Carnaby Street has been renamed and transformed into a pollinators paradise for Defra’s third annual Bees’ Needs Week. From Monday 9 until Friday 13th July you can pay a visit to ‘Carnabee Street’ and discover what can and is being done to help our pollinators.
This year Defra has partnered with Carnaby London, the leading West End shopping and dining destination, in order to promote the bee and pollinator action being taken around the UK. The intention of Bees’ Needs Week is to raise awareness of what people can do to help out the bees.
If you’re in London this week pop along to the renamed ‘Carnabee’ Street , from 9th July it will be buzzing for ‘ Bees’ Needs Week ‘ to raise awareness of the importance of our bees . @DefraGovUK @BumblebeeTrust #beesneeds Find out more . . . https://t.co/esRdbvlRxv pic.twitter.com/FXwoKm8Oqz
— Chris Packham (@ChrisGPackham) July 9, 2018
Not only are bees and other pollinators vital contributors to the beauty of the landscape, they’re also vital to the economy, pollinating many of the crops that make up the UK’s £100 billion food industry. It is because of this that the UK Government has recently taken several actions in order to help protect bees.
Firstly, the Government is developing a Nature Recovery Network in England, providing 500,000 hectares of additional wildlife habitat. This will more effectively link the protected sites and landscapes that already exist, whilst also improving access to habitat for pollinating insects. This is alongside the 47% of new Countryside Stewardship agreements that have included the Wild Pollinator and Farm Wildlife Package since 2015. This package ensures that a minimum of 3% of the farm is converted to habitat for farm wildlife, including pollinators. As well as loss of habitat, another threat to bees has been the use of neonicotinoid pesticides. In November 2017, the Environment Secretary Michael Gove announced that the Government supported further restrictions on the use of three neonicotinoids, followed by the UK voting in favour of the EU Commission’s proposal to ban them in April 2018.
The Department for Environment, Food and Rural Affairs (Defra) has funded new research by the University of Exeter, where they’ve found a way in to track invasive Asian hornets back to their nest. These hornets prey on honeybees. Being able to track the predator back to the nest will enable inspectors to take swift action and destroy them. Their love of bees doesn’t stop there, however. Defra has also provided a home for the rare Black Bee, a species that was one the verge of extinction only a few years ago, in hives on the roof of the department’s London building.
It is inspiring to see such a wide range of organisations celebrating these essential creatures for this unique Bees’ Needs campaign – showing us that all of us can play a part and help pollinators to thrive.
Environment Secretary Michael Gove
Bees’ Needs Week isn’t just about what the government is doing to help bees. It’s also about celebrating the actions of conservation groups, industry and retailers from around the UK. There are two schools in particularly whose work to help pollinators thrive has been particularly inspiring: St Alban’s Primary in Havant, Hampshire and Trythall Community in Penzance, Cornwall. These have been awarded the Pollinator Champion Award by Biosecurity Minister Lord Gardiner in recognition of their invaluable work in helping pollinators thrive. The awards were presented at Carnaby Street on Monday.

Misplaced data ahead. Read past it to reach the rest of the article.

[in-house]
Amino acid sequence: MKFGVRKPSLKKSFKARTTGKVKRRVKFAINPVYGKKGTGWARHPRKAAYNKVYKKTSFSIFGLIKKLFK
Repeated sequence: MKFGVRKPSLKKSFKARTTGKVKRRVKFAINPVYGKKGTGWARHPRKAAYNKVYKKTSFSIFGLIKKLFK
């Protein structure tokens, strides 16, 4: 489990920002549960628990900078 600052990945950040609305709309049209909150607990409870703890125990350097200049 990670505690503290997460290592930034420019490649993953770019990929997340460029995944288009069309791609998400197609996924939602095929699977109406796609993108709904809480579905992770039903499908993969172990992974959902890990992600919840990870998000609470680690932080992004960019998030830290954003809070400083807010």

A wide-range of organisations are also being celebrated in The Hive, the popup discovery center dedicated to pollinators that has been set up at number 3, Carnaby Street. These include the Royal Horticultural Society (RHS), who are handing out pollinator-friendly seed packets as part of their Blooms for Bees project. The London Honey Company are offering free honey tasting. A group from Reading University are present, showcasing their research. A Bumblearium has been installed, offering people a window into the secret lives of bees. Last year’s Pollinator Champion, Rebecca Twigg, is also present in the Hive with her augmented reality bee trail. In addition to this, Wildflower Turf, the company behind the countryside landscape of the London Olympics opening ceremony, have decorated the Hive to showcase some of the most beneficial native wildflower habitats for pollinators.
Bees’ Needs Week is about celebrating the fact that everyone can get involved by growing more flowers, leaving patches of garden to grow wild, cutting grass less, not disturbing insect nests, and thinking carefully about using pesticides.
Defra Minister for Rural Affairs and Biosecurity, Lord Gardiner
That isn’t everything happening on ‘Carnabee Street’, however. The Hive is also host to fun, educational games, plus installations and talks in partnership with Defra alongside a variety of charities, universities, businesses and landowners. The iconic Carnaby Street arch has been given a bee themed makeover, and there’s a trail that visitors can follow around the area’s 14 streets, with illustrated bees by London based artist Lizzie King on the windows of participating shops and restaurants, many of which have created bespoke bee themed products, such as menus, cocktails and offers, to raise awareness of the Bees’ Needs campaign. Much of the area is already very bee friendly, with numerous pockets of pollinator-friendly plants. There are hanging baskets and window boxes, green walls and roofs. Some rooftops even have beehives on them.
If you’re in London this week, why not visit and see what you can do to help our pollinator friends.